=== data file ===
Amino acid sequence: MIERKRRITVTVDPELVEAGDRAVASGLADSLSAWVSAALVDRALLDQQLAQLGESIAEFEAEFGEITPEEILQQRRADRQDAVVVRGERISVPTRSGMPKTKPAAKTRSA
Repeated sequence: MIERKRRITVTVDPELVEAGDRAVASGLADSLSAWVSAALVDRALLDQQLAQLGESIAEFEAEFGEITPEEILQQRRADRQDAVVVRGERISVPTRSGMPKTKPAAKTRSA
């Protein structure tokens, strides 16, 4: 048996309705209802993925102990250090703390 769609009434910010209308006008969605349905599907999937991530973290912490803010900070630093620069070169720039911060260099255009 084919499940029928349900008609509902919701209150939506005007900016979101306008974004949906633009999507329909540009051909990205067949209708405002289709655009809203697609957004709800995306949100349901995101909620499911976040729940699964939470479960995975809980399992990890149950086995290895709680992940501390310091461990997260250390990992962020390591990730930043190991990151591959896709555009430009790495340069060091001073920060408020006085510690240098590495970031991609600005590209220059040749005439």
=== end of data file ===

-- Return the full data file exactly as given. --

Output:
Amino acid sequence: MIERKRRITVTVDPELVEAGDRAVASGLADSLSAWVSAALVDRALLDQQLAQLGESIAEFEAEFGEITPEEILQQRRADRQDAVVVRGERISVPTRSGMPKTKPAAKTRSA
Repeated sequence: MIERKRRITVTVDPELVEAGDRAVASGLADSLSAWVSAALVDRALLDQQLAQLGESIAEFEAEFGEITPEEILQQRRADRQDAVVVRGERISVPTRSGMPKTKPAAKTRSA
């Protein structure tokens, strides 16, 4: 048996309705209802993925102990250090703390 769609009434910010209308006008969605349905599907999937991530973290912490803010900070630093620069070169720039911060260099255009 084919499940029928349900008609509902919701209150939506005007900016979101306008974004949906633009999507329909540009051909990205067949209708405002289709655009809203697609957004709800995306949100349901995101909620499911976040729940699964939470479960995975809980399992990890149950086995290895709680992940501390310091461990997260250390990992962020390591990730930043190991990151591959896709555009430009790495340069060091001073920060408020006085510690240098590495970031991609600005590209220059040749005439």